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Strategic Dialogue between Xi and Modi Substantive, Warm, and on Highest Level

Oct. 11, 2019 (EIRNS)—India gave a warm welcome to Chinese President Xi Jinping, when he arrived in Chennai, capital of the Indian state of Tamil Nadu, on Oct. 11 for two days of meetings with Prime Minister Narendra Modi. A traditional Tamil dance greeted him on the runway; Chinese national flags hung at the airport; and crowds of young Indians welcomed him, waving little flags and shouting, “We love China!” Modi tweeted before it began: “May this Informal Summit further strengthen ties between India and China.”

This second “informal summit” of the leaders of Asia’s two giants is organized similarly to the first in April 2018 in Wuhan, China: no agreements are to be signed, no joint statement issued, no press conference to be held, leaving the two leaders free to discuss all issues they choose in one-on-one meetings in a relaxed setting, interspersed with tours of nearby historic sites. The Wuhan summit is credited with putting strategic collaboration between the “Dragon and the Elephant” back on track.

According to the summary of India heads of government n Foreign Secretary Vijay Gokhale’s briefing provided by India’s Economic Times, the two leaders held nearly five hours of discussions the first day. “They spent quality time. Most of it was one-to-one except for the half-hour at the cultural program.... President Xi said he was overwhelmed by the welcome at the airport and during his stay in Chennai.”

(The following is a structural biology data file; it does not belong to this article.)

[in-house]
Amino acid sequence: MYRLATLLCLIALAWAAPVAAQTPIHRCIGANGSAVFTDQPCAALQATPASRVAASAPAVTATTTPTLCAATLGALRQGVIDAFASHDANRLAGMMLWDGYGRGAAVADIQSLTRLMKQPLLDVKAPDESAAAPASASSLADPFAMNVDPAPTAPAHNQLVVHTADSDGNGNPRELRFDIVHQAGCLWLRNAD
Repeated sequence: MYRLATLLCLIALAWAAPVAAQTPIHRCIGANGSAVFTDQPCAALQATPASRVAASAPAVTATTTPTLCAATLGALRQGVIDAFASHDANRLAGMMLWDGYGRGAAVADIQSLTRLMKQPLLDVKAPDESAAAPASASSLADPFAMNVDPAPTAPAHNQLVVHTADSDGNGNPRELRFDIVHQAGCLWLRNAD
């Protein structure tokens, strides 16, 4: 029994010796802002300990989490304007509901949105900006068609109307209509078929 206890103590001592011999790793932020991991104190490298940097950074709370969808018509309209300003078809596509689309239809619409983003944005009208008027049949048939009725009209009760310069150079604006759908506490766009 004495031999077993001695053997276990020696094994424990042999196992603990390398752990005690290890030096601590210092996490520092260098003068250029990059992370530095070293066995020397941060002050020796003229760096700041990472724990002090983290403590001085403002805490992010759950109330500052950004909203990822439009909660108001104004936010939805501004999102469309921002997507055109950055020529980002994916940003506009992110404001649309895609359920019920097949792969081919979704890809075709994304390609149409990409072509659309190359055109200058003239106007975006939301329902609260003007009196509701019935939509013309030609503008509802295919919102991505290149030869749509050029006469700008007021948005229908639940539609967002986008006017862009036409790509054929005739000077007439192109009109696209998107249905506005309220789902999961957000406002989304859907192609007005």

The two discussed various periods of close ties between the two civilizations, such as the trading links between Tamil Nadu and eastern parts of China during the Pallava and Chola dynasties of the 6th and 7th centuries.

The report on Gokhale’s briefing continued:

“Discussions over dinner stretched over 150 minutes, which was well over scheduled time. Both leaders shared their visions. President Xi said he looked to work closely with Prime Minister Modi on all issues.... There was some discussion on trade-related and economic issues, and how to enhance the trade volume and the trade value. It also included the issue of the trade deficit that exists and the unbalanced trade that exists. Some of the other topics included the challenges that both countries face on account of terrorism, that radicalization is matter of concern for both, and both would work together to see that radicalization and terrorism did not affect the fabric of our societies.”

The cultural underpinning of such real diplomacy is exemplified in Economic Times’ report on the cultural event for Xi held at the Shore Temple at Mamallapuram, where “a Tamil song hailing peace and Mahatma Gandhi was sung to the accompaniment of traditional dance....” The old Tamil classical song “Shanti nilava vendum (Let Peace Prevail)” advocates for “peace everywhere and building spiritual strength, saying it is the diktat of Mahatma Gandhi,” and promotes “lofty ideals like compassion and unity.”

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